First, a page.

I took a couple of hours out from the office this afternoon, not really expecting to see very much. The sky was a leaden grey and there was a chill in the wind. I'm lucky enough, however, to be just a few minutes from the North Norfolk coast and some of the UK's finest nature reserves and other protected/managed areas. Among them are the Cley salt marshes and this strip of flood land just in from the sea rarely disappoints. As I stopped on a footbridge to photograph Marsh Harriers in the distance, I heard a 'plop' from the water below and turned just in time to catch my first sighting of a European Water Vole (Arvicola amphibius). The water was filled with reeds and other detritus trapped under the bridge and the light was awful, so the final image is horribly compromised and certainly not one of those award-winners where the Water Vole is perched on a pristine reed patch bathed in glorious light. But the Water Vole is becoming a rare sight these days and watching it as it pushed its rounded head through the water was a magical moment. The reasons for the Water Vole's dramatic decline are threefold: intensive post-war farming saw its habitat degraded; escapee American Mink from 1970s fur farms had an immediate impact; then, when presumably well-meaning but shortsighted animal rights protestors set thousands loose into the British countryside, the affect of the predatory American Mink on Water Vole populations was disastrous. The Water Vole population in the UK has fallen from an estimated pre-1960 level of around 8 million to 2.3 million in 1990 and to 354,000 in 1998. This alone represents a staggering loss of 90-95%, but numbers are still declining and the most recent estimate (2004) puts Water Vole numbers at just 220,000. As a spokesman for the Wildlife Ark Trust has put it: "Over the last 15 years or so, the Water Vole has undergone one of the most catastrophic declines of a species ever known in the UK – a far more rapid decline than that suffered by the charismatic mega-fauna of Africa or Asia – and it has happened here right under our noses."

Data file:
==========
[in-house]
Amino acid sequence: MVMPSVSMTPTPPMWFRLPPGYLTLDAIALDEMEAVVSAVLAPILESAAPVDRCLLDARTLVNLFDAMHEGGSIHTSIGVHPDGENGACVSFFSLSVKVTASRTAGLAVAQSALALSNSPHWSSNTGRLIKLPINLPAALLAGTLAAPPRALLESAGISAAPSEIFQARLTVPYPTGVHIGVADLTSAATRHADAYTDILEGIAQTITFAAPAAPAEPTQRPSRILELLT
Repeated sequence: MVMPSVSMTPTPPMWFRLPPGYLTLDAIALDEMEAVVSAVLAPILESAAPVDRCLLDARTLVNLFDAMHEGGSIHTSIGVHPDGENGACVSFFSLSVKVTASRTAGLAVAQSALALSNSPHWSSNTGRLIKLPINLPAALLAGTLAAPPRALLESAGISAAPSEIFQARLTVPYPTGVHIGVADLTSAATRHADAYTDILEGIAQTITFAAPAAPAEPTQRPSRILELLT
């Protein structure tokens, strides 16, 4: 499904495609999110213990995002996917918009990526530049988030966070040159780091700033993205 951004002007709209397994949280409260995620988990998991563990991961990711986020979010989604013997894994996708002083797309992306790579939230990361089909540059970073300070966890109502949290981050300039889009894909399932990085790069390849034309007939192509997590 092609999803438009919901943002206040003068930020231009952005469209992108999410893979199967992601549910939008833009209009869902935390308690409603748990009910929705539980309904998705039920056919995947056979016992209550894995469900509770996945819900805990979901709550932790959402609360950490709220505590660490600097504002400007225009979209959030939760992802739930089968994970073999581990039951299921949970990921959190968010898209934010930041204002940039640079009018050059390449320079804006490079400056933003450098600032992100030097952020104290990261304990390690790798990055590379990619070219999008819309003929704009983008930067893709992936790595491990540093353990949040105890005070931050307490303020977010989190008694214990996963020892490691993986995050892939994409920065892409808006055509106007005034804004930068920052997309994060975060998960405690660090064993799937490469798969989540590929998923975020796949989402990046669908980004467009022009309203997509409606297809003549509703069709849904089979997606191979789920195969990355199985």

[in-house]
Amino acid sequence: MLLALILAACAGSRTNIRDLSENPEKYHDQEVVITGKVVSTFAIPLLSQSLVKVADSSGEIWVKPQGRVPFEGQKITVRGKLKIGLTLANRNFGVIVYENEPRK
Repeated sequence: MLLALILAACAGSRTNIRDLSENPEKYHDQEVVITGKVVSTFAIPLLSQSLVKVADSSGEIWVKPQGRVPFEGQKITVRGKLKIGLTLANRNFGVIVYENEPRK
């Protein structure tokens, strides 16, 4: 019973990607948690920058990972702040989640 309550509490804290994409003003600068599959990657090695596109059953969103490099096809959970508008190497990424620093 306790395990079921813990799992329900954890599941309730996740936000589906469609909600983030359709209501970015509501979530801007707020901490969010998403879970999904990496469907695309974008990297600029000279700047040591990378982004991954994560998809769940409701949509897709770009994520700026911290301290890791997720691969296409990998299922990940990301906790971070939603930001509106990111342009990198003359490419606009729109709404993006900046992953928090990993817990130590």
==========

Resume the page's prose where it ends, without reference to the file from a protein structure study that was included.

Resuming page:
Source: The Wildlife Ark Trust water vole conservation
Both Canon 1Ds MkII, 1/250 sec, f/8, 500mm at ISO 640